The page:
Table_1_Human Flourishing in Cross Cultural Settings. Evidence From the United States, China, Sri Lanka, Cambodia, and Mexico.docx (19.48 kB)

Table_1_Human Flourishing in Cross Cultural Settings. Evidence From the United States, China, Sri Lanka, Cambodia, and Mexico.docx

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posted on 29.05.2019, 12:00 by Dorota Wȩziak-Białowolska, Eileen McNeely, Tyler J. VanderWeele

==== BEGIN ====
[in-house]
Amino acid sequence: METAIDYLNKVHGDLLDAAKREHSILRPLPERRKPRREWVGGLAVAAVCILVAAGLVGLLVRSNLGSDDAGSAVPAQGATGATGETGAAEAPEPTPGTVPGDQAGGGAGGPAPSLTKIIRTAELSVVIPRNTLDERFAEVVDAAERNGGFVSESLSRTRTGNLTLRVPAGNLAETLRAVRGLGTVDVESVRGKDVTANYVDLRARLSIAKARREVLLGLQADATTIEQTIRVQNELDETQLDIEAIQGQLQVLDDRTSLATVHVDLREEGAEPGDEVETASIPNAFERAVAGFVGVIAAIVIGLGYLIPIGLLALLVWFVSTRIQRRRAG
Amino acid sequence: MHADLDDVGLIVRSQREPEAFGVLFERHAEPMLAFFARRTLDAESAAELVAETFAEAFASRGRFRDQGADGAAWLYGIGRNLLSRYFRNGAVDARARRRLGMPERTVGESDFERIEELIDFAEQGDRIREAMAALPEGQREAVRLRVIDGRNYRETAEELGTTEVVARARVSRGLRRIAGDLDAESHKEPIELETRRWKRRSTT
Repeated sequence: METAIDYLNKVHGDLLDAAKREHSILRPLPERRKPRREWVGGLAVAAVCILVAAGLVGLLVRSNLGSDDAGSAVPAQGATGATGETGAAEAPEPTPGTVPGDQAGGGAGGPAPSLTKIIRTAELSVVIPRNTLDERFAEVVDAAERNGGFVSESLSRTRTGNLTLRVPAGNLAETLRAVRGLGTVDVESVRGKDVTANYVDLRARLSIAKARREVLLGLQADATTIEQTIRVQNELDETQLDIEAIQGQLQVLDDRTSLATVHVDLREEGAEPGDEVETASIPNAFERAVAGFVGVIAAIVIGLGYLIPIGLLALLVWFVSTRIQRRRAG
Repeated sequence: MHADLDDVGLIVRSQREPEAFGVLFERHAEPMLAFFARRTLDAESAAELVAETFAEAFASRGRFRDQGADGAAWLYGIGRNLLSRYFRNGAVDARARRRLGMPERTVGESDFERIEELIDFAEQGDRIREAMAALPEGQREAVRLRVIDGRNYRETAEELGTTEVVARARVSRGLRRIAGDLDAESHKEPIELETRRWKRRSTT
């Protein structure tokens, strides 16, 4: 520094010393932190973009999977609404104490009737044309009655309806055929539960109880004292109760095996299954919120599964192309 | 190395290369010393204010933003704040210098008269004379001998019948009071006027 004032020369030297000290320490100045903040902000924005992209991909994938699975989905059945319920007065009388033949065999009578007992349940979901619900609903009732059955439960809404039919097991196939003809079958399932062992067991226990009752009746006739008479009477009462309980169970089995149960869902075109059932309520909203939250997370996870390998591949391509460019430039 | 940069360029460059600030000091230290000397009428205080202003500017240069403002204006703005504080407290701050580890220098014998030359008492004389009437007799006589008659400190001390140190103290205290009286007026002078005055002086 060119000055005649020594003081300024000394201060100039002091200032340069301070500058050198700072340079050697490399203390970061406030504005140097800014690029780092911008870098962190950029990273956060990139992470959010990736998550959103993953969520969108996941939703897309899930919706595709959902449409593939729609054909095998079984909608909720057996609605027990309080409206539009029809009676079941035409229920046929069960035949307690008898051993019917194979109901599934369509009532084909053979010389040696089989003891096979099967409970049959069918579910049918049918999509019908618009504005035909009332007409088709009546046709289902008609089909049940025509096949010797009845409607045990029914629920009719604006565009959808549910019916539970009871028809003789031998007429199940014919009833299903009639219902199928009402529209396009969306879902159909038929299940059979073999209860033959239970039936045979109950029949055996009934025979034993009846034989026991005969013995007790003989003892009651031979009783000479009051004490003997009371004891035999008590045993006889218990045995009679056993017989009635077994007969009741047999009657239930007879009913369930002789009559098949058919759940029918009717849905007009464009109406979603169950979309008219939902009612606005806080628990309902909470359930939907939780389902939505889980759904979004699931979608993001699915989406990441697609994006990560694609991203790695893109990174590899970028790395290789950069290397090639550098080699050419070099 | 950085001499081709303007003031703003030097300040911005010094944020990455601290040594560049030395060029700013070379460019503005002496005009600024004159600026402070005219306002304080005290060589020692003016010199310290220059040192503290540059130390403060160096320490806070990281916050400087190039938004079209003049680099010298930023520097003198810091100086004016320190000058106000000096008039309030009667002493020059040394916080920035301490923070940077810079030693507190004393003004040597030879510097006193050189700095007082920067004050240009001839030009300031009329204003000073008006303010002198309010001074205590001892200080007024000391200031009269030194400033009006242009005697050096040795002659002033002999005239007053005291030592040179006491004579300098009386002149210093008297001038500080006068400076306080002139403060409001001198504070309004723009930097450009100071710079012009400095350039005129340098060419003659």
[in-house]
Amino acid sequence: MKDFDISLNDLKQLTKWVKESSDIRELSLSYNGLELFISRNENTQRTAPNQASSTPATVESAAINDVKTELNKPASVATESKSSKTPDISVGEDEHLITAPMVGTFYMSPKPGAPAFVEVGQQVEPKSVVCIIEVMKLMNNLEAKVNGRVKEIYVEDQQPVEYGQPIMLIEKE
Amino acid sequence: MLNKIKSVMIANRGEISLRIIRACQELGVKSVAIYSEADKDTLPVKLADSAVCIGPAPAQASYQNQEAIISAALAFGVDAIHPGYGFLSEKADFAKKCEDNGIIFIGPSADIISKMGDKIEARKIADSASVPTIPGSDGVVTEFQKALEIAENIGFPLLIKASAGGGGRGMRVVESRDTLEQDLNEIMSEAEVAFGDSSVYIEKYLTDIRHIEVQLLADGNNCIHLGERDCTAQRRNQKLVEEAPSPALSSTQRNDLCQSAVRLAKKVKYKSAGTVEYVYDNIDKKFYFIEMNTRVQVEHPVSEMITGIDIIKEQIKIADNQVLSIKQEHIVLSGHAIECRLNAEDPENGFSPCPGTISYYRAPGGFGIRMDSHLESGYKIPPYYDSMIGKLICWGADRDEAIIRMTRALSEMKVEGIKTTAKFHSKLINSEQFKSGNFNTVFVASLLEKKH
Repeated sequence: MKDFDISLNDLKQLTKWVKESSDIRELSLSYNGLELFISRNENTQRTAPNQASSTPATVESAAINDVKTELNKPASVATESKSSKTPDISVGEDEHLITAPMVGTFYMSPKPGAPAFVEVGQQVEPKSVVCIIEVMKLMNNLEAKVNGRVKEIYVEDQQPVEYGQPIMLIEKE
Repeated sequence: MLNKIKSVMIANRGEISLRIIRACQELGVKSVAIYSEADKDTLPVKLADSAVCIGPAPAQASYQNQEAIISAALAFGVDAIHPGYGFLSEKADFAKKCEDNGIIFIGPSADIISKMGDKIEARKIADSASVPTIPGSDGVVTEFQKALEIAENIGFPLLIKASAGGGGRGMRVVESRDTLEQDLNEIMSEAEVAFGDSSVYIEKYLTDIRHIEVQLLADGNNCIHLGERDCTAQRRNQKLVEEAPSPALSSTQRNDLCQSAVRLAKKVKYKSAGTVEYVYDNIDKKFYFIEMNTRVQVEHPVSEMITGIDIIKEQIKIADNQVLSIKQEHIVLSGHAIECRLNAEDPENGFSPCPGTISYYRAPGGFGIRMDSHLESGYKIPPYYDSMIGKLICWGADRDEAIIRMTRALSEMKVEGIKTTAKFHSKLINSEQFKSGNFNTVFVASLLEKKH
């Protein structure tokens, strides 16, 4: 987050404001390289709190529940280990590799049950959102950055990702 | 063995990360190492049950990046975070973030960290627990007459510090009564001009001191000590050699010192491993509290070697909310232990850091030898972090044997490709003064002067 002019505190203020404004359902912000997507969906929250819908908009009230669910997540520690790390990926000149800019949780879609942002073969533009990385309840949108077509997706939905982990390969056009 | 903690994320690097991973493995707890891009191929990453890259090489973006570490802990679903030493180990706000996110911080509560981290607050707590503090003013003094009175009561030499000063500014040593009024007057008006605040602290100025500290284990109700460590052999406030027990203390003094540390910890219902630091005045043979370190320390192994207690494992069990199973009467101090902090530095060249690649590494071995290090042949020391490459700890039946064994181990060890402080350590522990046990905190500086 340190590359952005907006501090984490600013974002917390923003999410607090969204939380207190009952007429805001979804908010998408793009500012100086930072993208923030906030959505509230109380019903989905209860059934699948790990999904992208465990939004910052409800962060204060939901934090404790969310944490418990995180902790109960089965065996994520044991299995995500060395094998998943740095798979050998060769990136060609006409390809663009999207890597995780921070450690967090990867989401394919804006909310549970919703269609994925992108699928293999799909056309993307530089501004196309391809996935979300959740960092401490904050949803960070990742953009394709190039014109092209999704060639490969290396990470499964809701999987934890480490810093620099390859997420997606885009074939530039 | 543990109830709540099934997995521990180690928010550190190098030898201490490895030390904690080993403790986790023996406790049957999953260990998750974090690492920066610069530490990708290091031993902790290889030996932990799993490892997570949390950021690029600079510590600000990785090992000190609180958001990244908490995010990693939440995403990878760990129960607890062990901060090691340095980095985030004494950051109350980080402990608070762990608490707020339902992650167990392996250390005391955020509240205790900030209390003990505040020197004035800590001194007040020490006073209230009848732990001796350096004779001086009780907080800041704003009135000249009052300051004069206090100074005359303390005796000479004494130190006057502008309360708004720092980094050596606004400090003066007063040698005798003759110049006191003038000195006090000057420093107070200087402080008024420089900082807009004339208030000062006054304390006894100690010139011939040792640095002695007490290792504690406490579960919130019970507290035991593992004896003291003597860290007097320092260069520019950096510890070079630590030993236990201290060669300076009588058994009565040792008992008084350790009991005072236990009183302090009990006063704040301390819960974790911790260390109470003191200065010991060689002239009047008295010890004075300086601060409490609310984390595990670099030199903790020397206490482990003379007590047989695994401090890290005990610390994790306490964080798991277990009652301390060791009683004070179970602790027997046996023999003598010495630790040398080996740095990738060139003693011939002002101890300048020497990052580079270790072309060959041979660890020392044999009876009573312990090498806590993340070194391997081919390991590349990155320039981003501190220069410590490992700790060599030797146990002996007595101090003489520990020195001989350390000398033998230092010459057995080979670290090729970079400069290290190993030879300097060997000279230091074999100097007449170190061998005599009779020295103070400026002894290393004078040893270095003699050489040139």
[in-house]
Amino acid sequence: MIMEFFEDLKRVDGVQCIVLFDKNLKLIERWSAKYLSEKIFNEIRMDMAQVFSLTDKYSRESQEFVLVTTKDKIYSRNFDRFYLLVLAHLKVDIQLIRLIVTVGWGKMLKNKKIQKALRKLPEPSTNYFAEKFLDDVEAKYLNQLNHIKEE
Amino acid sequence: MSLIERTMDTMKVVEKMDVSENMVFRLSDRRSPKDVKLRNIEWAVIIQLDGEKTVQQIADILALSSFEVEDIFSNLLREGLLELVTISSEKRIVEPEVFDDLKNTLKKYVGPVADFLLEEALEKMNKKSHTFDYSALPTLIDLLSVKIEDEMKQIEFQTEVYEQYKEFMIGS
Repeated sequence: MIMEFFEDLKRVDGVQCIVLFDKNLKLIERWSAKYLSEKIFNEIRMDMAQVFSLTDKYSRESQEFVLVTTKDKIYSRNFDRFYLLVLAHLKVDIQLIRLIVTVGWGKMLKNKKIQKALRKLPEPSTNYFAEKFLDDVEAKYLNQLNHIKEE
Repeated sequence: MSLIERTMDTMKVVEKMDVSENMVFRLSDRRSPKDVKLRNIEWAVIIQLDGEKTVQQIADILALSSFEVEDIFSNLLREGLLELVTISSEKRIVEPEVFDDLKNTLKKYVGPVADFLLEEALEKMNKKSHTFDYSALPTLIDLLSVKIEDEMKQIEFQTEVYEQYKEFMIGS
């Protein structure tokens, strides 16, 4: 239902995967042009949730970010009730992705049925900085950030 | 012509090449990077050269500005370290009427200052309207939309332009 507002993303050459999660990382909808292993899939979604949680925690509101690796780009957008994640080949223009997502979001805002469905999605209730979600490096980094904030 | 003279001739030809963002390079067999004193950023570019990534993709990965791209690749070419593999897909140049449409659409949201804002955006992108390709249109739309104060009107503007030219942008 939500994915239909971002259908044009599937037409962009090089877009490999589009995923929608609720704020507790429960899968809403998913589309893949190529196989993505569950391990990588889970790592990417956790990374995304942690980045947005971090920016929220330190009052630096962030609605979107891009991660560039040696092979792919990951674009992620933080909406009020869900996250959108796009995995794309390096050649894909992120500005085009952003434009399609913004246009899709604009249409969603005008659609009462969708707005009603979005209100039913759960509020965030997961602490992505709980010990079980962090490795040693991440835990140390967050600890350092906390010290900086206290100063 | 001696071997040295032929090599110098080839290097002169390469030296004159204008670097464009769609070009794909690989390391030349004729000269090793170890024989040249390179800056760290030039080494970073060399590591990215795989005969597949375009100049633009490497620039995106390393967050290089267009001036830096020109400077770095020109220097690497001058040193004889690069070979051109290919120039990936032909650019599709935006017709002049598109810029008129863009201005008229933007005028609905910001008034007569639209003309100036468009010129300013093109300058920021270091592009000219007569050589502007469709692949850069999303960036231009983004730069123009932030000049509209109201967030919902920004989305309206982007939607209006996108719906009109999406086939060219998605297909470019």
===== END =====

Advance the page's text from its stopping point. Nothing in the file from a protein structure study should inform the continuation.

This paper investigates human flourishing in five culturally distinct populations. Empirical differences in human flourishing were examined using the recently proposed Flourish Index (FI) and Secure Flourish Index (SFI). Five domains for human flourishing are proposed for FI: (D1) happiness and life satisfaction; (D2) physical and mental health; (D3) meaning and purpose; (D4) character and virtue; and (D5) close social relationships. Specification of SFI was augmented by an additional financial and material stability domain (D6). Psychometric properties of FI and SFI were examined using data from the SHINE Well-Being Survey. Between June 2017 and March 2018, a total of 8,873 respondents participated in the study – in the US (4083 participants), Sri Lanka (1284 participants), Cambodia (587 participants), China (419 participants), and Mexico (2500 participants). US participants were customers of a financial institution, while non-US participants were clothing industry workers in the supply chain of a global brand. Exploratory and confirmatory factor models were used to validate the proposed indices. An exploratory approach informed analysis for item groupings. Confirmatory factor models were used to investigate the hierarchical structure of the indices. Configural, metric, and partial scalar measurement invariance were established, which not only supported the universal character of the indices but also validated use of the indices for culturally distinct populations. Findings from our study enrich our knowledge about human flourishing in five culturally distinct populations. With the exception of happiness and life satisfaction, respondents in the US, despite enjoying the highest financial and material stability, scored the lowest in all other domains of human flourishing. Respondents in China excelled in close social relationship and health domains. In addition to life satisfaction and happiness, character and virtue were relatively high in Cambodia. Respondents in Mexico, despite having the lowest scores in financial and material stability, had the greatest meaning and purpose to their lives. Respondents in Sri Lanka were the least happy and satisfied with life.

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